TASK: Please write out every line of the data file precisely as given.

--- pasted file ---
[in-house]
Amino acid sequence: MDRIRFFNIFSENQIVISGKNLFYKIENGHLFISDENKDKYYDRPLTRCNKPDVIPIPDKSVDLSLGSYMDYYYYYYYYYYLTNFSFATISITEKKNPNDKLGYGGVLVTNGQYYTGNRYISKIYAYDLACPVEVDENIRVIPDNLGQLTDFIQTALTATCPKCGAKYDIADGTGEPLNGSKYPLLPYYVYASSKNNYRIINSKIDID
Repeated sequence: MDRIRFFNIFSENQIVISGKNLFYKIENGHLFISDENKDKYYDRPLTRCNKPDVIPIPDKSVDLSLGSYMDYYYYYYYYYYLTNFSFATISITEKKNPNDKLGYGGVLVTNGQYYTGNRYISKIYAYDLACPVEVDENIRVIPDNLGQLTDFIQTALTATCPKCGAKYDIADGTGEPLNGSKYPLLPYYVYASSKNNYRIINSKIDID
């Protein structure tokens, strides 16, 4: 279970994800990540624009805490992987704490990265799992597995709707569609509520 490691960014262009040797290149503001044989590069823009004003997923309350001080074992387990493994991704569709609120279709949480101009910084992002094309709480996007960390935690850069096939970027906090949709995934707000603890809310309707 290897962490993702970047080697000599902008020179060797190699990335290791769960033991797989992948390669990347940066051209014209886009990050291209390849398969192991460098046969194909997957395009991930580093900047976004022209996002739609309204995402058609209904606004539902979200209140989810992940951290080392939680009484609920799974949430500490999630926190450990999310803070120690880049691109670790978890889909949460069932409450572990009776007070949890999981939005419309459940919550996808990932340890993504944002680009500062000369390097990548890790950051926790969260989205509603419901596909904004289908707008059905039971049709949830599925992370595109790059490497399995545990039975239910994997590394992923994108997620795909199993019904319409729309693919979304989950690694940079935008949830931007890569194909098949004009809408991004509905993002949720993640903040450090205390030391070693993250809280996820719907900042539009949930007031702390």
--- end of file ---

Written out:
[in-house]
Amino acid sequence: MDRIRFFNIFSENQIVISGKNLFYKIENGHLFISDENKDKYYDRPLTRCNKPDVIPIPDKSVDLSLGSYMDYYYYYYYYYYLTNFSFATISITEKKNPNDKLGYGGVLVTNGQYYTGNRYISKIYAYDLACPVEVDENIRVIPDNLGQLTDFIQTALTATCPKCGAKYDIADGTGEPLNGSKYPLLPYYVYASSKNNYRIINSKIDID
Repeated sequence: MDRIRFFNIFSENQIVISGKNLFYKIENGHLFISDENKDKYYDRPLTRCNKPDVIPIPDKSVDLSLGSYMDYYYYYYYYYYLTNFSFATISITEKKNPNDKLGYGGVLVTNGQYYTGNRYISKIYAYDLACPVEVDENIRVIPDNLGQLTDFIQTALTATCPKCGAKYDIADGTGEPLNGSKYPLLPYYVYASSKNNYRIINSKIDID
């Protein structure tokens, strides 16, 4: 279970994800990540624009805490992987704490990265799992597995709707569609509520 490691960014262009040797290149503001044989590069823009004003997923309350001080074992387990493994991704569709609120279709949480101009910084992002094309709480996007960390935690850069096939970027906090949709995934707000603890809310309707 290897962490993702970047080697000599902008020179060797190699990335290791769960033991797989992948390669990347940066051209014209886009990050291209390849398969192991460098046969194909997957395009991930580093900047976004022209996002739609309204995402058609209904606004539902979200209140989810992940951290080392939680009484609920799974949430500490999630926190450990999310803070120690880049691109670790978890889909949460069932409450572990009776007070949890999981939005419309459940919550996808990932340890993504944002680009500062000369390097990548890790950051926790969260989205509603419901596909904004289908707008059905039971049709949830599925992370595109790059490497399995545990039975239910994997590394992923994108997620795909199993019904319409729309693919979304989950690694940079935008949830931007890569194909098949004009809408991004509905993002949720993640903040450090205390030391070693993250809280996820719907900042539009949930007031702390």